The purpose of a pre-competition cardiac assessment is to detect cardiovascular disease at an early stage and to prevent sudden cardiac arrests and deaths. There is currently limited data on the cardiovascular outcomes for players classified as ‘being normal’ during this assessment. The objective of the paper included in this FastFact was to identify cardiovascular incidents in a cohort of male professional football players who were cleared to play after a negative assessment1.
This retrospective follow-up included 595 professional male football players in Norway who underwent a preparticipation cardiac assessment. This assessment was done in 2008 by experienced cardiologists and including electrocardiography (ECG) and echocardiography. A media search was performed to identify sudden cardiovascular incidents between January 2008 and February 2016 with any incidents being cross-checked with medical records. Six of the 595 players (1%), all classified as negative during their assessment, experienced severe cardiovascular incidents during follow-up. A retrospective review revealed abnormal ECG findings in one case that was not identified. Three players suffered a sudden cardiac arrest (all resuscitated successfully), one a myocardial infarction, one a transient ischaemic attack and one atrial flutter. Three of the players ignored chest pain, paresis, dyspnoea or near-syncope, two completed a match with symptoms before seeking medical assistance, one player’s symptoms were misinterpreted and received inappropriate treatment initially, and two players were discharged from hospital without proper follow-up, despite having serious cardiovascular symptoms.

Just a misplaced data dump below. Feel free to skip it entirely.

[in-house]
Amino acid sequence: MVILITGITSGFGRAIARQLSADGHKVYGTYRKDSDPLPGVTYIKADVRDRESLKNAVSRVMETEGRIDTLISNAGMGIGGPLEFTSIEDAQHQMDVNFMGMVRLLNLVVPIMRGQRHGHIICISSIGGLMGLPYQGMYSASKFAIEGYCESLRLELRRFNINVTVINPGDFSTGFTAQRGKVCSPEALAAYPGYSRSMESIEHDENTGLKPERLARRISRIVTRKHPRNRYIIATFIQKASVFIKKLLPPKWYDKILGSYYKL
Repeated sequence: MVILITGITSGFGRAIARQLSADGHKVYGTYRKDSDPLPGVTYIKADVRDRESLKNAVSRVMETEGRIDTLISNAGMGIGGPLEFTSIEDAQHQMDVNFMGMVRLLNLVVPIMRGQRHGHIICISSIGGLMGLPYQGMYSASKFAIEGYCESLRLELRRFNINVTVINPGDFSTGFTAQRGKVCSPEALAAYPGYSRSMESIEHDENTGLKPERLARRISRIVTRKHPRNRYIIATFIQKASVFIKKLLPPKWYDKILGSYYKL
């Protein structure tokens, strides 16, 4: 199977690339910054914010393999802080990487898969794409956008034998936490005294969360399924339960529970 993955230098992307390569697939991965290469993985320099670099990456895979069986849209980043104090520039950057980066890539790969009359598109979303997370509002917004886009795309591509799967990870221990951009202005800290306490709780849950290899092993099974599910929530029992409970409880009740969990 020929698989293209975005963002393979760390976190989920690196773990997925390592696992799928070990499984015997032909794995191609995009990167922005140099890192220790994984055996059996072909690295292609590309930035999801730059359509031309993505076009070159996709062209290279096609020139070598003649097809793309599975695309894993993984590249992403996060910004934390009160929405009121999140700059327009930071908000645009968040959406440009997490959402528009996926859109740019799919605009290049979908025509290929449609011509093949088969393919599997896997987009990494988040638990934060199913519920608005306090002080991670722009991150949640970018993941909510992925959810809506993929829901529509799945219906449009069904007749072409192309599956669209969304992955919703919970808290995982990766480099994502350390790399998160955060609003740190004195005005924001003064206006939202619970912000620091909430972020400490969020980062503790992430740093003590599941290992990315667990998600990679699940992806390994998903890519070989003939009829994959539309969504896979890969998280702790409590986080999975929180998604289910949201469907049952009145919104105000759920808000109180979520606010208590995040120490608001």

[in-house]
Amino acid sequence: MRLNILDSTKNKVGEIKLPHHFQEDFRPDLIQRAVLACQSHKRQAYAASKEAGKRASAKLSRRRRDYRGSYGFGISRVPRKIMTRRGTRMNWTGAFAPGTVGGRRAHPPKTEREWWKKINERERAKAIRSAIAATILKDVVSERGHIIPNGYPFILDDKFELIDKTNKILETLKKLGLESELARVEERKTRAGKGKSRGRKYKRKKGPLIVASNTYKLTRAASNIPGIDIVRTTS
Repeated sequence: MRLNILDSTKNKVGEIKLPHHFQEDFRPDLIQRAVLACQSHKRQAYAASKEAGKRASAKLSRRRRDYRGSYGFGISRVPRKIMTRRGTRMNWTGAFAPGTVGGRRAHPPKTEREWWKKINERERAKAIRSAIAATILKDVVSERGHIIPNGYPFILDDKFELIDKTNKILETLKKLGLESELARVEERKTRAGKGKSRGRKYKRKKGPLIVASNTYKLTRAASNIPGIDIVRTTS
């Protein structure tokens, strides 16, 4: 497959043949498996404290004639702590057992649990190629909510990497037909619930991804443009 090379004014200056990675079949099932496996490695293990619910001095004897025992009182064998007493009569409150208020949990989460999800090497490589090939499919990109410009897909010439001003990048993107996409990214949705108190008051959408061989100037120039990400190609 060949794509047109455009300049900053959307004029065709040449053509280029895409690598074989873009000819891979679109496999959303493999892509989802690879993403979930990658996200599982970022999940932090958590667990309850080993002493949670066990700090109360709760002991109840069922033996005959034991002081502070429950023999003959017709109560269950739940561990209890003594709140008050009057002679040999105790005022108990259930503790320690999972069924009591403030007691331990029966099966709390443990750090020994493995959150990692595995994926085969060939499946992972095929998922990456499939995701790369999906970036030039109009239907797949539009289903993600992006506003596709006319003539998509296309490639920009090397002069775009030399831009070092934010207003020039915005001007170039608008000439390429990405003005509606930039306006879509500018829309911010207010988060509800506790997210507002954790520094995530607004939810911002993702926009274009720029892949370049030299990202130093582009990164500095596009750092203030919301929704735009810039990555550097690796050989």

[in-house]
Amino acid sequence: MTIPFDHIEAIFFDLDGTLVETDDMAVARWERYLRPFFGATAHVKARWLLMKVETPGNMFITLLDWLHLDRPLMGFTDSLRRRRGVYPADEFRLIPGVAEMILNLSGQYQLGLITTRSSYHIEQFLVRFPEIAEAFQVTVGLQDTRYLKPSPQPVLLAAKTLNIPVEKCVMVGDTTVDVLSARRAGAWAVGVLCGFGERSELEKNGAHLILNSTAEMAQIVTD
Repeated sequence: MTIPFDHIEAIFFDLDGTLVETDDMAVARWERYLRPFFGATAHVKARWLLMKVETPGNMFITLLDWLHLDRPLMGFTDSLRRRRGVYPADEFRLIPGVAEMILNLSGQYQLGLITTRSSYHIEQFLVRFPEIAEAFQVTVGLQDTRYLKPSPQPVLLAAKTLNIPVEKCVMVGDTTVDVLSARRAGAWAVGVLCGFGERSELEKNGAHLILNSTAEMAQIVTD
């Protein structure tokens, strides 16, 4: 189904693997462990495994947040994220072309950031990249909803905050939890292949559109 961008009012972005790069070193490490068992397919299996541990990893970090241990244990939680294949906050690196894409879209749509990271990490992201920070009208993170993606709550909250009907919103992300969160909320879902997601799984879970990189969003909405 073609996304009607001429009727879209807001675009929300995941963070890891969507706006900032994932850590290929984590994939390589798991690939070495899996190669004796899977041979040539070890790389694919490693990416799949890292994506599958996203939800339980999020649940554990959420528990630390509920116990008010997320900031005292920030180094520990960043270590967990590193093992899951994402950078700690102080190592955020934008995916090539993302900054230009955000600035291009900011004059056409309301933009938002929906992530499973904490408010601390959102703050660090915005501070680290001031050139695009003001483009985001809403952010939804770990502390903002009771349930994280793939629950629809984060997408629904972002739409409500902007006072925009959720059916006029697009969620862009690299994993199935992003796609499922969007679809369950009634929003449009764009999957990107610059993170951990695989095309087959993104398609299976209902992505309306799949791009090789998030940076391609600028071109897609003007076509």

A comprehensive pre-participation cardiac assessment did not identify six players who experienced subsequent cardiovascular incidents. Standard assessment protocols are designed to capture some, but not all, heart problems, and are often one-off events, so health might have deteriorated during the interim in the six players–something which a repeat assessment may have identified. The results of this study highlight that it is important to remind players (their families and their medical staff) that a normal cardiac assessment does not protect against all cardiac diseases and that timely reporting of symptoms is essential. Prompt treatment was delayed in three cases, because doctors either misinterpreted symptoms or discharged patients with serious symptoms without appropriate monitoring. This underscores the need for ongoing clinical vigilance (treat the patient in front of you) as well as training in the use of readily available automated external defibrillators (AEDs). A comprehensive medical emergency plan, including AEDs, should be available in all training and competition facilities.
1. Berge HM, Andersen TE, Bahr R. Cardiovascular incidents in male professional football players with negative preparticipation cardiac screening results: an 8- year follow-up Br J Sports Med 2019;53:1279–1284. doi:10.1136/bjsports-2018- 099845